How great is it then that we get to know this news as well! While we didn’t walk seven miles down the road with Jesus we know he is with us. So let’s tell someone about it! This news is so important that these two were willing to run miles just to tell someone. Right now it might be hard to run anywhere to go tell someone, but we have so many other ways to share. During this time let’s keep telling people about the Good News of Jesus even if we have to do it through means we are not used to. We know he is with us in every situation and this is a time that others need to know that as well.

Prayer: Holy Spirit, thank you for bringing us to a knowledge of Christ. Be with us as we spread the Good News to others and work the same faith in them as you have worked in us. As we go about our lives, be with us to use any moment we can to share Jesus with those around us. Amen. 

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Path to Peace

pathway between trees

“Rejoice in the Lord always. I will say it again: Rejoice.  Let your gentleness be evident to all. The Lord is near. Do not be anxious about anything, but in every situation, by prayer and petition, with thanksgiving, present your requests to God.  And the peace of God, which transcends all understanding, will guard your hearts and your minds in Christ Jesus.” Philippians 4:4-7  (NIV)
 
Only a fool would try to explain a “peace of God which transcends all understanding,” so here goes.  This peace of God is not rationally comprehensible.  You can’t logically explain how a Christian is at peace while her family is in turmoil or her finances are in shambles?  This peace of God is spiritually comprehended.  When God speaks to the believing heart his promise to make all things work out for our good and to give us strength to cope and a way out when we can’t anymore, the Christian experiences peace.  The Word of God is that powerful and the Comforter is that reassuring.

The apostle gives us a path to such peace, beginning with “rejoicing in the Lord.”  The Bible nowhere tells us to rejoice in the circumstances of our life.  Sometimes life stinks.  But we can always rejoice in the Lord who rules our life with grace and truth.  “Gentleness” is not over-reacting to people and events that are upsetting.  When you remember that “the Lord is near,” you quit thinking that you’re facing tough times alone; and his return is near, so how significant are our problems anyway.  Prayer is the apostle’s prescription for dealing with what seems impossible.  Let go of your death-grip on problems and let God handle what you can’t.  “With thanksgiving” is an important notation.  When you’re thanking God for blessings instead of complaining about problems, your heart finds peace far more readily.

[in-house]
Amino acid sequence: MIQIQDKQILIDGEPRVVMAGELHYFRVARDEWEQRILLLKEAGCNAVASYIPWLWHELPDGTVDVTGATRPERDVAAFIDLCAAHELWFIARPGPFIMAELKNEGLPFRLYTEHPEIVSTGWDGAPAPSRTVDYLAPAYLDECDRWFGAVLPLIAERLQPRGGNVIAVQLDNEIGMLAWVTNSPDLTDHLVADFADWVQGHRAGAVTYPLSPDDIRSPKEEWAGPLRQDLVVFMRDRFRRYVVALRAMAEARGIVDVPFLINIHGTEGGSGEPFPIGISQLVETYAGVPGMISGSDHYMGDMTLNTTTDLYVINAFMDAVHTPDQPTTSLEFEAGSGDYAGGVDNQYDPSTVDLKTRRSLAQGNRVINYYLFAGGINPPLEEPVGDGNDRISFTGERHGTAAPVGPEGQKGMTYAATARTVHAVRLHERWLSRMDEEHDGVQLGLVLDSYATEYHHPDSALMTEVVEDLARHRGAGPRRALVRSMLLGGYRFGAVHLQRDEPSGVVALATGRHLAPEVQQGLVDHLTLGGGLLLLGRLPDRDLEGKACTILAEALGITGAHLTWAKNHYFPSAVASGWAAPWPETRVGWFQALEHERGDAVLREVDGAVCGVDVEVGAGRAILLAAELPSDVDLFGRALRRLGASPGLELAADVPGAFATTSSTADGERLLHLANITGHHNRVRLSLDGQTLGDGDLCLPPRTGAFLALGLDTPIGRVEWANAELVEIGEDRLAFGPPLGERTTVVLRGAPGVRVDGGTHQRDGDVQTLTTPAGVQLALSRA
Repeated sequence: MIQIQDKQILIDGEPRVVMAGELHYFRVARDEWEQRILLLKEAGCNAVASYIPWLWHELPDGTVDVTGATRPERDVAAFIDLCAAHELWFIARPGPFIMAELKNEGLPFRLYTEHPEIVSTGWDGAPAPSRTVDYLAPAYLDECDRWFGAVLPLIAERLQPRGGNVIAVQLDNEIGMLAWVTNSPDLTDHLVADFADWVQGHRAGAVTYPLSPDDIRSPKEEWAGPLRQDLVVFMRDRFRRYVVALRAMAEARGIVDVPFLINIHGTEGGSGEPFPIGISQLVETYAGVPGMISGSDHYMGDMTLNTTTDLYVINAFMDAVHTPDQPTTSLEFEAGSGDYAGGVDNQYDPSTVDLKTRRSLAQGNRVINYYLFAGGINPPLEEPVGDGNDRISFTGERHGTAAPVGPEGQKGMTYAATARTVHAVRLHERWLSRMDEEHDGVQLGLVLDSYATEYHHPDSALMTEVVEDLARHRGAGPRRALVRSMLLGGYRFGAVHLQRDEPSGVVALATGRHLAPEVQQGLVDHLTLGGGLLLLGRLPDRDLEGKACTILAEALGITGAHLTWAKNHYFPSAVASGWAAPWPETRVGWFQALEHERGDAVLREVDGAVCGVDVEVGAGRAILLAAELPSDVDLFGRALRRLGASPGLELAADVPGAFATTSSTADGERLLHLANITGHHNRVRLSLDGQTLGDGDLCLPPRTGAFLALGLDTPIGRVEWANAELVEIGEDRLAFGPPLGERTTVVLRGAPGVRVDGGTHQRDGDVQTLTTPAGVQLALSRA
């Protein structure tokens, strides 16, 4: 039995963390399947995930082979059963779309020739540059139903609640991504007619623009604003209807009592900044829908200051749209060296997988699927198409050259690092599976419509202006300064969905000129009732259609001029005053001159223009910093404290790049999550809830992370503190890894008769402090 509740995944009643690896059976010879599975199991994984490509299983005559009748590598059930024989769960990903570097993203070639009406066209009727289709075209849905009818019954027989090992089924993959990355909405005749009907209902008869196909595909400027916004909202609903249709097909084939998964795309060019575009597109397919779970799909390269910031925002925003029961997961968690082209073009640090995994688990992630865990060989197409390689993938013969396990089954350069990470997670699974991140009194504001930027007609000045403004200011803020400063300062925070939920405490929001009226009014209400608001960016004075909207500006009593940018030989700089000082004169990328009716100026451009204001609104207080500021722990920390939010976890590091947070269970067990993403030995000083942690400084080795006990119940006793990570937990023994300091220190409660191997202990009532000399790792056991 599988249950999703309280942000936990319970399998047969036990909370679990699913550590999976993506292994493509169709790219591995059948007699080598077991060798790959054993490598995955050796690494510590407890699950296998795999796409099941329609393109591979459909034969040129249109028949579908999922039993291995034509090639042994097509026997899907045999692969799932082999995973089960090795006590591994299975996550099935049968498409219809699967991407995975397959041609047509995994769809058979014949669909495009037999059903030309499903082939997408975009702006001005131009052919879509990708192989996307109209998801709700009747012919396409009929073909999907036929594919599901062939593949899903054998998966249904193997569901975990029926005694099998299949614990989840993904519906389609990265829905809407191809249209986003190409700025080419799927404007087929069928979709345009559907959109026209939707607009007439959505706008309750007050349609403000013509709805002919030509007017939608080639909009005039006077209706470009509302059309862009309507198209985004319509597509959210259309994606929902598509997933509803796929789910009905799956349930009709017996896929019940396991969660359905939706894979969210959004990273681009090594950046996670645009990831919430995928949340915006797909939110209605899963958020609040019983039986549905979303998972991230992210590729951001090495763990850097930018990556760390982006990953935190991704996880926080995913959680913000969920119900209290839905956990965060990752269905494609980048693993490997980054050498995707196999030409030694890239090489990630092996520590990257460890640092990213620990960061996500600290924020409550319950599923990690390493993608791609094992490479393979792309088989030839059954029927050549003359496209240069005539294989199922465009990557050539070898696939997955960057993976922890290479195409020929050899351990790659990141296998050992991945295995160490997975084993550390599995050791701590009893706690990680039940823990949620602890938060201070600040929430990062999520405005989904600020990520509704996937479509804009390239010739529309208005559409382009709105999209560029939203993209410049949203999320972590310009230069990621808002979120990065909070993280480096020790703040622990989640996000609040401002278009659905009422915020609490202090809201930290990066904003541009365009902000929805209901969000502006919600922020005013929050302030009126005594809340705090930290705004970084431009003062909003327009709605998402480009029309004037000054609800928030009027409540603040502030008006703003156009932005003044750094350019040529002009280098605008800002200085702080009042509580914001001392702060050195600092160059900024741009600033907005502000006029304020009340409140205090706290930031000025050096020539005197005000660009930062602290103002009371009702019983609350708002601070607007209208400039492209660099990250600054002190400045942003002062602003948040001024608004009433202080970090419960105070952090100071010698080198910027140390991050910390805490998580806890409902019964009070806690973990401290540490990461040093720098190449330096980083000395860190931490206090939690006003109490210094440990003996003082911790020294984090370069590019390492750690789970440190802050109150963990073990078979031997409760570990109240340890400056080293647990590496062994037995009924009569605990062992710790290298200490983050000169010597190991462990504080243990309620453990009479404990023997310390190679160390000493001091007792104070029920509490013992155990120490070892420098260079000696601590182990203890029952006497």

This peace of God is a guard against things that mess up your mind and heart, like the guilt and regret and bitterness that make your past a dark cloud hanging over your life.  God’s forgiving love takes care of that stuff.  The peace of God is the guard against doubt and stress and fear that distort your view of the present.  Turn down the demonic sirens in your head, and your heart will find rest.  The peace of God protects your future as well, from worries and what-ifs.  He’s got all that covered.  You don’t have to understand how the peace of God works.  Just look once more into the manger that holds your God in human flesh, see the lengths he went to assure you of his presence and his love.  Peace is with you.
 
OK, God, I get it.  I don’t have to figure everything out and I don’t have to manage everything myself.  Get into my head with Your truth and into my heart with Your love; and let me know Your peace.  Then let that peace seep into my life.  Amen.


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What He Said Week 10

Study Ten:  LOVE IS A VERB

 

TAKING IT IN:

“I am the true vine, and my Father is the gardener. He cuts off every branch in me that bears no fruit, while every branch that does bear fruit he prunes so that it will be even more fruitful. You are already clean because of the word I have spoken to you. Remain in me, as I also remain in you. No branch can bear fruit by itself; it must remain in the vine. Neither can you bear fruit unless you remain in me. “I am the vine; you are the branches. If you remain in me and I in you, you will bear much fruit; apart from me you can do nothing. If you do not remain in me, you are like a branch that is thrown away and withers; such branches are picked up, thrown into the fire and burned. If you remain in me and my words remain in you, ask whatever you wish, and it will be done for you. This is to my Father’s glory, that you bear much fruit, showing yourselves to be my disciples.

“As the Father has loved me, so have I loved you. Now remain in my love. 10 If you keep my commands, you will remain in my love, just as I have kept my Father’s commands and remain in his love. 11 I have told you this so that my joy may be in you and that your joy may be complete. 12 My command is this: Love each other as I have loved you. 13 Greater love has no one than this: to lay down one’s life for one’s friends. 14 You are my friends if you do what I command. 15 I no longer call you servants, because a servant does not know his master’s business. Instead, I have called you friends, for everything that I learned from my Father I have made known to you. 16 You did not choose me, but I chose you and appointed you so that you might go and bear fruit—fruit that will last—and so that whatever you ask in my name the Father will give you. 17 This is my command: Love each other.”